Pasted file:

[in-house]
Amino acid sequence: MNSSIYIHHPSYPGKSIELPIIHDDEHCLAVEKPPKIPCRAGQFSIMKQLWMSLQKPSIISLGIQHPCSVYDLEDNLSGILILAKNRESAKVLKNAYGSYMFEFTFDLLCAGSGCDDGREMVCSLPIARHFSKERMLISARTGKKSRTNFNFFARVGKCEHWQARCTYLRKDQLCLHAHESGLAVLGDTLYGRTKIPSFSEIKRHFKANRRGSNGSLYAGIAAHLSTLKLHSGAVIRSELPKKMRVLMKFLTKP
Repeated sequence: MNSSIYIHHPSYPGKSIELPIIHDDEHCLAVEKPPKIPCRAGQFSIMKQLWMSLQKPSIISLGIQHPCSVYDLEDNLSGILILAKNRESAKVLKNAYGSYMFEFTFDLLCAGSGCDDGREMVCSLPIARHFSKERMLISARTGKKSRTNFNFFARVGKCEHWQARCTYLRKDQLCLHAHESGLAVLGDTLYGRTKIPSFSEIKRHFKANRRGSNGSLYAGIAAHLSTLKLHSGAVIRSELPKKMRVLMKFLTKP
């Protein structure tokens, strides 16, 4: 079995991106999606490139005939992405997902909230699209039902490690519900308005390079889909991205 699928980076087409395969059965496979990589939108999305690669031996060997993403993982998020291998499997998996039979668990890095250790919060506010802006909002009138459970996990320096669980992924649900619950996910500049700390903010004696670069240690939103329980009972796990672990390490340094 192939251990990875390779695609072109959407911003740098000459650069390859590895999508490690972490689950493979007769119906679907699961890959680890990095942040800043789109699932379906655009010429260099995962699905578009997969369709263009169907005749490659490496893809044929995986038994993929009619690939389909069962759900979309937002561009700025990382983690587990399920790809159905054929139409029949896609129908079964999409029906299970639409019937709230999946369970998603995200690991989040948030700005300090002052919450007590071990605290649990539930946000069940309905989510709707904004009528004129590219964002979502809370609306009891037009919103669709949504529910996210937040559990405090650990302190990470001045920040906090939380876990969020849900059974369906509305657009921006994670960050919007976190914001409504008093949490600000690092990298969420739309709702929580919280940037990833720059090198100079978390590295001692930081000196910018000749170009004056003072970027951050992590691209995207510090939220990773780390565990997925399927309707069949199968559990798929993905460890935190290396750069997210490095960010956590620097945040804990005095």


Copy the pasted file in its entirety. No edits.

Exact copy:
[in-house]
Amino acid sequence: MNSSIYIHHPSYPGKSIELPIIHDDEHCLAVEKPPKIPCRAGQFSIMKQLWMSLQKPSIISLGIQHPCSVYDLEDNLSGILILAKNRESAKVLKNAYGSYMFEFTFDLLCAGSGCDDGREMVCSLPIARHFSKERMLISARTGKKSRTNFNFFARVGKCEHWQARCTYLRKDQLCLHAHESGLAVLGDTLYGRTKIPSFSEIKRHFKANRRGSNGSLYAGIAAHLSTLKLHSGAVIRSELPKKMRVLMKFLTKP
Repeated sequence: MNSSIYIHHPSYPGKSIELPIIHDDEHCLAVEKPPKIPCRAGQFSIMKQLWMSLQKPSIISLGIQHPCSVYDLEDNLSGILILAKNRESAKVLKNAYGSYMFEFTFDLLCAGSGCDDGREMVCSLPIARHFSKERMLISARTGKKSRTNFNFFARVGKCEHWQARCTYLRKDQLCLHAHESGLAVLGDTLYGRTKIPSFSEIKRHFKANRRGSNGSLYAGIAAHLSTLKLHSGAVIRSELPKKMRVLMKFLTKP
């Protein structure tokens, strides 16, 4: 079995991106999606490139005939992405997902909230699209039902490690519900308005390079889909991205 699928980076087409395969059965496979990589939108999305690669031996060997993403993982998020291998499997998996039979668990890095250790919060506010802006909002009138459970996990320096669980992924649900619950996910500049700390903010004696670069240690939103329980009972796990672990390490340094 192939251990990875390779695609072109959407911003740098000459650069390859590895999508490690972490689950493979007769119906679907699961890959680890990095942040800043789109699932379906655009010429260099995962699905578009997969369709263009169907005749490659490496893809044929995986038994993929009619690939389909069962759900979309937002561009700025990382983690587990399920790809159905054929139409029949896609129908079964999409029906299970639409019937709230999946369970998603995200690991989040948030700005300090002052919450007590071990605290649990539930946000069940309905989510709707904004009528004129590219964002979502809370609306009891037009919103669709949504529910996210937040559990405090650990302190990470001045920040906090939380876990969020849900059974369906509305657009921006994670960050919007976190914001409504008093949490600000690092990298969420739309709702929580919280940037990833720059090198100079978390590295001692930081000196910018000749170009004056003072970027951050992590691209995207510090939220990773780390565990997925399927309707069949199968559990798929993905460890935190290396750069997210490095960010956590620097945040804990005095």